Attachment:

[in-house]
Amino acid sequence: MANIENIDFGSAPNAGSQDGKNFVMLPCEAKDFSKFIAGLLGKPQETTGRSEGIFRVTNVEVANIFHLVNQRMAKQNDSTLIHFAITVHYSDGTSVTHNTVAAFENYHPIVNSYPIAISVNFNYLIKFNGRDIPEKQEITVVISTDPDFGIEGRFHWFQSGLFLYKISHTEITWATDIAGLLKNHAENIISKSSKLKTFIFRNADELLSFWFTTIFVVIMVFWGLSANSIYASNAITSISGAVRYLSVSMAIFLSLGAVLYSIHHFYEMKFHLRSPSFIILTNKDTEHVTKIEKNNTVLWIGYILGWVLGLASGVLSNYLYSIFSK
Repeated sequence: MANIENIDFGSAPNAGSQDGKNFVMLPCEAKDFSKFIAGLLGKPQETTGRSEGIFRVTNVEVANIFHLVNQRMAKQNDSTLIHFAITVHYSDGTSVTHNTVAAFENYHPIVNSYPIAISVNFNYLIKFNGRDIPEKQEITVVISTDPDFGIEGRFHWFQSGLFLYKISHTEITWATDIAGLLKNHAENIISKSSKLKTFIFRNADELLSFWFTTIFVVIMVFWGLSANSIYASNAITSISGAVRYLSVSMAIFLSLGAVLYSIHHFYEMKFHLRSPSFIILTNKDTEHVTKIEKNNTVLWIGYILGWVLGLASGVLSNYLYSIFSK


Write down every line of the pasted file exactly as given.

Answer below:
[in-house]
Amino acid sequence: MANIENIDFGSAPNAGSQDGKNFVMLPCEAKDFSKFIAGLLGKPQETTGRSEGIFRVTNVEVANIFHLVNQRMAKQNDSTLIHFAITVHYSDGTSVTHNTVAAFENYHPIVNSYPIAISVNFNYLIKFNGRDIPEKQEITVVISTDPDFGIEGRFHWFQSGLFLYKISHTEITWATDIAGLLKNHAENIISKSSKLKTFIFRNADELLSFWFTTIFVVIMVFWGLSANSIYASNAITSISGAVRYLSVSMAIFLSLGAVLYSIHHFYEMKFHLRSPSFIILTNKDTEHVTKIEKNNTVLWIGYILGWVLGLASGVLSNYLYSIFSK
Repeated sequence: MANIENIDFGSAPNAGSQDGKNFVMLPCEAKDFSKFIAGLLGKPQETTGRSEGIFRVTNVEVANIFHLVNQRMAKQNDSTLIHFAITVHYSDGTSVTHNTVAAFENYHPIVNSYPIAISVNFNYLIKFNGRDIPEKQEITVVISTDPDFGIEGRFHWFQSGLFLYKISHTEITWATDIAGLLKNHAENIISKSSKLKTFIFRNADELLSFWFTTIFVVIMVFWGLSANSIYASNAITSISGAVRYLSVSMAIFLSLGAVLYSIHHFYEMKFHLRSPSFIILTNKDTEHVTKIEKNNTVLWIGYILGWVLGLASGVLSNYLYSIFSK